All connections of cell S1 needing a high transmission power are directed into the 9 first time slots of frequency F3. In high power time slots it is not possible to transmit anything in the cell at other frequencies than frequency F3. If there are more connections needing a high transmission power in cell S1, an attempt is made to move the border between high and low transmission power of frequency F3. The border can be moved, if there are free time slots of frequency F3 allocated for a low power at those base transceiver stations to which the connections of cell S1 cause interference. The situation is clarified in FIGS. 12A and 12B.
FIG. 12A shows division at moment T of time slots of frequency F3 in cell S1 and in cells S2-S7 which are defined e.g. by network management system NMS as located within interference distance. According to the FIG. 10, cells S2-S7 are neighbor cells of cell S1. According to the frequency plan, frequency F3 is used at a high transmission power in cell S1 only. At a low transmission power, the frequency may be used in all cells S1-S7. At moment T the time slots are divided so that the first nine time slots of the time frame are available to connections using a high transmission power. In other words, in time slots 1-9 a high transmission power is used in cell S1, whereas use of these time slots is banned in cells S2-S7. Time slots 10-16 are low power time slots.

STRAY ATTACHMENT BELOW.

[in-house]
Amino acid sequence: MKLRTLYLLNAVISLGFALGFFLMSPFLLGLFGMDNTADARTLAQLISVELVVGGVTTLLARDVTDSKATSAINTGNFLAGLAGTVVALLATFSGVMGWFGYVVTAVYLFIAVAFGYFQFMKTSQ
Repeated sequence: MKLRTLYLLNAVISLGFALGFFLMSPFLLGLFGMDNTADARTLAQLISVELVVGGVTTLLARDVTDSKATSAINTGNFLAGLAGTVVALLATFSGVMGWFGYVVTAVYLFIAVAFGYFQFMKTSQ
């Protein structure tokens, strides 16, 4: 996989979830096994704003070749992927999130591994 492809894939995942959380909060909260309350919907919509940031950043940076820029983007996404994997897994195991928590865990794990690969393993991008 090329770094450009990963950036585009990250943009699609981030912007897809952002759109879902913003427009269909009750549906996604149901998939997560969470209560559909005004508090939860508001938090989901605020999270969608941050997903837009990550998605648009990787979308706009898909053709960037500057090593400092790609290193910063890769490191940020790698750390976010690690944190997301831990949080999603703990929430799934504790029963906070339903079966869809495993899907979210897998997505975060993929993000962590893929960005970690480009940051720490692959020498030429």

In cell S1, all time slots with a high transmission power are in use. At moment T the cell receives a request for connection set-up for a connection needing a high transmission power. Since its current high transmission power resources are not sufficient for forming a new connection, it needs to move the border between high and low power time slots.
In response to the detection of the need to move the border between time slots with high and low transmission power, those network elements which attend to the allocation situation of cells defined as being in the interference area of cell S1 will check whether all cells in the interference area have free low transmission power capacity. Since free low power capacity is found in every cell S1-S7, the border can be moved forward by one time slot. After moving the border, the allocation situation of frequency F3 in the different cells is as shown in FIG. 12B.